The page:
Opinion: That summer flu might be Lyme disease, not coronavirus — you don’t want that either
Delaying treatment can lead to severe, potentially debilitating symptoms
Summer is field season for ecologists like me, a time when my colleagues, students and I go out into fields and woods in search of ticks to study the patterns and processes that allow disease-causing microbes — primarily bacteria and viruses — to spread among wildlife and humans.
That field work means we’re also at risk of getting the very diseases we study. I always remind my crew members to pay close attention to their health. If they get a fever or any other signs of sickness, they should seek medical treatment immediately and tell their doctor that they may have been exposed to ticks.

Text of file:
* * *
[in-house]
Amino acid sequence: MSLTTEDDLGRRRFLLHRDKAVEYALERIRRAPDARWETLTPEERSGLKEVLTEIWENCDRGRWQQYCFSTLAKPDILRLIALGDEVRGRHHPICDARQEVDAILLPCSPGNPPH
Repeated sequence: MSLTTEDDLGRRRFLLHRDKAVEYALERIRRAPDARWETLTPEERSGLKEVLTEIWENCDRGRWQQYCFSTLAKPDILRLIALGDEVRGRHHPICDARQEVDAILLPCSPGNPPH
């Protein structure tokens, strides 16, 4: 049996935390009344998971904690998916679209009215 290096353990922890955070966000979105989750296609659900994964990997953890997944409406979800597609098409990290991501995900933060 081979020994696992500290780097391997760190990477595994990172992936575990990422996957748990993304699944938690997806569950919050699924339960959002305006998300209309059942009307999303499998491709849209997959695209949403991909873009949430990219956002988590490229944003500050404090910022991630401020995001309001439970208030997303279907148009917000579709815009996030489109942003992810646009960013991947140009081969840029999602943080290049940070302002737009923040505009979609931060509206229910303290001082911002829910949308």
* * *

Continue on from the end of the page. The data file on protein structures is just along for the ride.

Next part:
When summer flu-like illnesses develop in anyone who spends time outdoors in areas where ticks are common, tick-transmitted diseases like Lyme disease should be considered a likely culprit.
This summer, however, the global emergence of the novel coronavirus and COVID-19 is presenting a whole new set of challenges for diagnosing Lyme disease and other tick-borne illnesses. (See link for article)